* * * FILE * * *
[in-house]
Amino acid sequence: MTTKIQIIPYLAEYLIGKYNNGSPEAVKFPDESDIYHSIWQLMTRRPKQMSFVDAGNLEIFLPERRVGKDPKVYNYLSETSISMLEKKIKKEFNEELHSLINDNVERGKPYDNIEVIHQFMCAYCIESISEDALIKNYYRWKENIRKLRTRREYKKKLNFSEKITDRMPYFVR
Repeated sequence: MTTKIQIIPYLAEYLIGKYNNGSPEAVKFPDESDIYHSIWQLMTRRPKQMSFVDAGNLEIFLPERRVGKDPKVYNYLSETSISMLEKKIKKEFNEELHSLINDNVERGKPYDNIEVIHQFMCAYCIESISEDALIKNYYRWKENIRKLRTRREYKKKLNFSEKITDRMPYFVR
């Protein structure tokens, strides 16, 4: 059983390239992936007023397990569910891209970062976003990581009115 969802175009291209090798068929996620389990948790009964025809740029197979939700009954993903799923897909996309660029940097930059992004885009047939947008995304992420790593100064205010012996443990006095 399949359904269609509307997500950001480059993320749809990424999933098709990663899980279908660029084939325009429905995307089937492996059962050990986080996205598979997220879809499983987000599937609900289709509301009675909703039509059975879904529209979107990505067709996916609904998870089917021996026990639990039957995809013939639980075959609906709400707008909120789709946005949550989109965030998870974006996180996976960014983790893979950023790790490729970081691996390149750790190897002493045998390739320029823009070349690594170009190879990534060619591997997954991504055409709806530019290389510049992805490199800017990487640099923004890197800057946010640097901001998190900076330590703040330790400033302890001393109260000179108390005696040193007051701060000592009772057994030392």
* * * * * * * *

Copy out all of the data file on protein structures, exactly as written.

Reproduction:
[in-house]
Amino acid sequence: MTTKIQIIPYLAEYLIGKYNNGSPEAVKFPDESDIYHSIWQLMTRRPKQMSFVDAGNLEIFLPERRVGKDPKVYNYLSETSISMLEKKIKKEFNEELHSLINDNVERGKPYDNIEVIHQFMCAYCIESISEDALIKNYYRWKENIRKLRTRREYKKKLNFSEKITDRMPYFVR
Repeated sequence: MTTKIQIIPYLAEYLIGKYNNGSPEAVKFPDESDIYHSIWQLMTRRPKQMSFVDAGNLEIFLPERRVGKDPKVYNYLSETSISMLEKKIKKEFNEELHSLINDNVERGKPYDNIEVIHQFMCAYCIESISEDALIKNYYRWKENIRKLRTRREYKKKLNFSEKITDRMPYFVR
């Protein structure tokens, strides 16, 4: 059983390239992936007023397990569910891209970062976003990581009115 969802175009291209090798068929996620389990948790009964025809740029197979939700009954993903799923897909996309660029940097930059992004885009047939947008995304992420790593100064205010012996443990006095 399949359904269609509307997500950001480059993320749809990424999933098709990663899980279908660029084939325009429905995307089937492996059962050990986080996205598979997220879809499983987000599937609900289709509301009675909703039509059975879904529209979107990505067709996916609904998870089917021996026990639990039957995809013939639980075959609906709400707008909120789709946005949550989109965030998870974006996180996976960014983790893979950023790790490729970081691996390149750790190897002493045998390739320029823009070349690594170009190879990534060619591997997954991504055409709806530019290389510049992805490199800017990487640099923004890197800057946010640097901001998190900076330590703040330790400033302890001393109260000179108390005696040193007051701060000592009772057994030392």